THE PITCH: Perhaps the oldest asset class of all, gold has typically been seen as a hedge against currency devaluation, global turmoil, and inflation. More recently, the metal has been in heavy demand in the growing markets of India and China. That pushed gold prices to over $700 an ounce earlier this year, from about $400 at the beginning of 2005. Of late, it has traded below $600, sparking renewed interest. An annual market assessment issued on Sept. 12 by GFMS, the influential London metals research firm, predicted that central banks will sell less gold and few new mines will come online over the next year, pushing prices back over $700 in 2007.
THE REALITY: Gold can get stuck in the doldrums for years at a time. People who bought gold at $800 in 1980 are still waiting to break even. An investor in gold has to "be prepared to endure these kind of mediocre returns over long periods of time in order to enjoy the diversification benefits," says San Francisco financial adviser Milo Benningfield. Gold has shown a strong correlation with the U.S. stock market over the past year, but the link unravels when viewed over prior decades.
International Real Estate
THE PITCH: International real estate portfolios have outperformed both U.S. stocks and U.S. real estate for years at a time over the past few decades, according to academic research. A portfolio including U.S. and foreign real estate had returns four percentage points higher per year than stocks alone, with the same degree of volatility, according to a study in the Journal of Real Estate Portfolio Management. "Adding a small amount can have a huge impact on a portfolio," says Veena Kutler, investment director at Mosaic Wealth Management in Bethesda, Md.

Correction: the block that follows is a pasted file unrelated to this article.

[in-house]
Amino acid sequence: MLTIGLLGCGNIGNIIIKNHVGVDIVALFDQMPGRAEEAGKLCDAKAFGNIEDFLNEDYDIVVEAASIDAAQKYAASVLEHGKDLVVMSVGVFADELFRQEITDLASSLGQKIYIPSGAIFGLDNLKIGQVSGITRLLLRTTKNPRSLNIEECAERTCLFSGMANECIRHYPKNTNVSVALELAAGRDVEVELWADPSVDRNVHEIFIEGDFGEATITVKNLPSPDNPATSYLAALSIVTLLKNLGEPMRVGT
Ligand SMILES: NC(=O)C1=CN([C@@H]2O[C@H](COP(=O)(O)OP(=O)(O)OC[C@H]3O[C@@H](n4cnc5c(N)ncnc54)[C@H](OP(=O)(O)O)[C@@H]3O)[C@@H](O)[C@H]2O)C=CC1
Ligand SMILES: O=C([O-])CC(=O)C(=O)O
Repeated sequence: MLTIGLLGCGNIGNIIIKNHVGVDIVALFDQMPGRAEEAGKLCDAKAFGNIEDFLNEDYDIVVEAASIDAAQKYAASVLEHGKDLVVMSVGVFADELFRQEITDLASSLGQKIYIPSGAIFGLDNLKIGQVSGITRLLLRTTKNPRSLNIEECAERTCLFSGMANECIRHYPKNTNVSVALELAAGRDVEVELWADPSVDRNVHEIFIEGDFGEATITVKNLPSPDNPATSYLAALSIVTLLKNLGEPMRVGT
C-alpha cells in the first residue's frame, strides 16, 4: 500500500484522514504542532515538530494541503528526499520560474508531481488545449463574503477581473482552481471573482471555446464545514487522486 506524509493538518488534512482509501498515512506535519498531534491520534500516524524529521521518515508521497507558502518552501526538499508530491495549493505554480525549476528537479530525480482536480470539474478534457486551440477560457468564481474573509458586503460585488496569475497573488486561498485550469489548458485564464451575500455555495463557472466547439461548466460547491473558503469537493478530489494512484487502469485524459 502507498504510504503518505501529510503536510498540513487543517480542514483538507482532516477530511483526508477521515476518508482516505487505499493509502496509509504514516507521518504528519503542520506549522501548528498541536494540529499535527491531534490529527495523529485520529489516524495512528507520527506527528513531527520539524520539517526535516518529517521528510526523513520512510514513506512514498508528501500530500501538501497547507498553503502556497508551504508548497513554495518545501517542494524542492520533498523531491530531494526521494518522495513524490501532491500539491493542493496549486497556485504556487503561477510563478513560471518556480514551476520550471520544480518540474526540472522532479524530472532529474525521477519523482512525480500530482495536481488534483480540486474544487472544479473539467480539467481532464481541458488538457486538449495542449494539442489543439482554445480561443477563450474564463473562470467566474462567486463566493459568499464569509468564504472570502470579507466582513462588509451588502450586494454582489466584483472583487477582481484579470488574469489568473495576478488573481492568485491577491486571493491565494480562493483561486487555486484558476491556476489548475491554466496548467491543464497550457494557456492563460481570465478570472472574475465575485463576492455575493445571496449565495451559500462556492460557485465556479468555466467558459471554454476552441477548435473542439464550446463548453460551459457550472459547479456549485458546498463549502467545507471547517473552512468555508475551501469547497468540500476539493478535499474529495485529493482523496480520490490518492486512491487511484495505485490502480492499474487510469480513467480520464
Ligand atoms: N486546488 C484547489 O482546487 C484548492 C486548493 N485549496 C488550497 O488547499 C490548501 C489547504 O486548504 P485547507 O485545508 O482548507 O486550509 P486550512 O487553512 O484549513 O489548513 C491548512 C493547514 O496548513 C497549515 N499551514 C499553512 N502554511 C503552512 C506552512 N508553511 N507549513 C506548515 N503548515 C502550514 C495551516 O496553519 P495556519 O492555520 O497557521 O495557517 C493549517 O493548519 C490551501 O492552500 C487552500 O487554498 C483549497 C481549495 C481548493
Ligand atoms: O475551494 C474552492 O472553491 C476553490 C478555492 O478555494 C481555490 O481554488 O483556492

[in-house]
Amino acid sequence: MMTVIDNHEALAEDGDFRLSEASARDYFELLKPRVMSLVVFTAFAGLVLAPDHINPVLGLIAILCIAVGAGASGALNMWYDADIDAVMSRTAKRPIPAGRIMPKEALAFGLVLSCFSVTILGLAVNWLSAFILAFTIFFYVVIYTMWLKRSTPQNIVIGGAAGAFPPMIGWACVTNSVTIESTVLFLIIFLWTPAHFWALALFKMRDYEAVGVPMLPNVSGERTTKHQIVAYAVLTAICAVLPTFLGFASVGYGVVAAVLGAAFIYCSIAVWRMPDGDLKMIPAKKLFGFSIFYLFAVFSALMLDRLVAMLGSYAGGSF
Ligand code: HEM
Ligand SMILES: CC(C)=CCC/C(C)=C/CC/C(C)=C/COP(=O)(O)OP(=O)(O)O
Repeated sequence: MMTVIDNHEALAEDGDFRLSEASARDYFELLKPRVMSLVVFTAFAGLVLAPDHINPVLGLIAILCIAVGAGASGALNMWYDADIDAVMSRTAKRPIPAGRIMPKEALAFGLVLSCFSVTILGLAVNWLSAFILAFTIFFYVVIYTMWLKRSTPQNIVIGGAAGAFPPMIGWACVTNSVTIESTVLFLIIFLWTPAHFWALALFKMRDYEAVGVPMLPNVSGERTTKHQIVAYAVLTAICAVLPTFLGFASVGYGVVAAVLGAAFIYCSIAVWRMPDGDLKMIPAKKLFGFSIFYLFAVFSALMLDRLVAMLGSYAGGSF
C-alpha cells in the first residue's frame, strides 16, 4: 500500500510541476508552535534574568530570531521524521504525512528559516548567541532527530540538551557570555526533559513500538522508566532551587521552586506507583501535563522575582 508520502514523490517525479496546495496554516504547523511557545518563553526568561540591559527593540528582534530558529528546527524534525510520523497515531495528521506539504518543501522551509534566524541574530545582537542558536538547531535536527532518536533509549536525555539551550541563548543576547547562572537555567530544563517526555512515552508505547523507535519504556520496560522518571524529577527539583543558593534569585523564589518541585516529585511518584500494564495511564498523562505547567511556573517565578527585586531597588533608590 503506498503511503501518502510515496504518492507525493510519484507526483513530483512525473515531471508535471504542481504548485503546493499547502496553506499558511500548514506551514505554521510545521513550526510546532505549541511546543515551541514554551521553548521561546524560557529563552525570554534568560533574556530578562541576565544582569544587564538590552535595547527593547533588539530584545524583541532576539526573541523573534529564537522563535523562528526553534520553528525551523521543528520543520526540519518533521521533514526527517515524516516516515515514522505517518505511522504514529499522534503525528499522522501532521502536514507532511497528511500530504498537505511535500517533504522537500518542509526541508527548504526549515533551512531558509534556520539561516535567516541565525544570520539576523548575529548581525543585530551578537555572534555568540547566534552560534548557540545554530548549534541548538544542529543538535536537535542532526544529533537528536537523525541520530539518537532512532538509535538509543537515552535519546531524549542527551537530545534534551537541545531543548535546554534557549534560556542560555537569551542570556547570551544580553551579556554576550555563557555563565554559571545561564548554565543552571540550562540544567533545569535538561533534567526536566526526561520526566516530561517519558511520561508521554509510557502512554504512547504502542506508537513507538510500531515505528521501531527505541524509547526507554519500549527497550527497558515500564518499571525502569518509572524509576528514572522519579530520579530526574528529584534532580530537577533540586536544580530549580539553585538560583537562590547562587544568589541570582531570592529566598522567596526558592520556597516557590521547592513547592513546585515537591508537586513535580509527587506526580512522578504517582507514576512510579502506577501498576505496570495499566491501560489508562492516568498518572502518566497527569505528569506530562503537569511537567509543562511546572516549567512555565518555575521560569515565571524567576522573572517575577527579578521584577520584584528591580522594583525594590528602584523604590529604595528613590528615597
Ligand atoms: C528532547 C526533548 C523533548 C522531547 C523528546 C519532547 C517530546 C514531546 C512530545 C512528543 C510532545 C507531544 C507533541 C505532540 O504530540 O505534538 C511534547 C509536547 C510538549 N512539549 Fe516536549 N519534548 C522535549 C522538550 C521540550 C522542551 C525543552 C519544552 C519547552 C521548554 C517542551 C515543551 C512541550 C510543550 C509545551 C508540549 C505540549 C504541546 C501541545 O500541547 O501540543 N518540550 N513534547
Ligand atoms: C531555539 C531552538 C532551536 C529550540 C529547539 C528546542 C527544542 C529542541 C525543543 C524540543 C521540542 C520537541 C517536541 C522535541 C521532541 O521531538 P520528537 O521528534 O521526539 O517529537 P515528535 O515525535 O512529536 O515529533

THE REALITY: Assembling a portfolio of properties takes more resources -- and travel time -- than most investors can spare. Morgan Stanley, AIG Global Investment Group and others offer private international real estate investment funds to high-net-worth individuals. In the past, the funds have reported phenomenal results, but investors typically can't withdraw their money for years.
THE PITCH: If you were the one selling oil, maybe you wouldn't bristle at $3-a-gallon gasoline. Even though oil is now down nearly 20% from the August high of $77 a barrel, the world is not going to shed its dependency for decades, if at all. The recent short-term drop came as hedge funds and other speculators liquidated more than half of their bets in the futures markets in just four weeks. That has left the market poised for an upturn, according to analysts at Barclays Capital. You should also own oil as a dollar hedge -- it tends to gain when the greenback slumps.
THE REALITY: Investors have long been able to buy into energy partnerships, but the deals have been subject to mismanagement and other risks that have little to do with the price of oil. They also have high fees and little liquidity. That's what makes the United States Oil Fund (USO), a new exchange-traded fund that's a pure play on crude, an intriguing option. Its history is short, but since the fund launched in April it has largely moved in the opposite direction from stocks.
Although oil is subject to sizable daily swings, over the long term the price is closely correlated with economic growth. In a global slowdown, oil could plummet and might have a close correlation with sagging stocks at that time.
By Aaron Pressman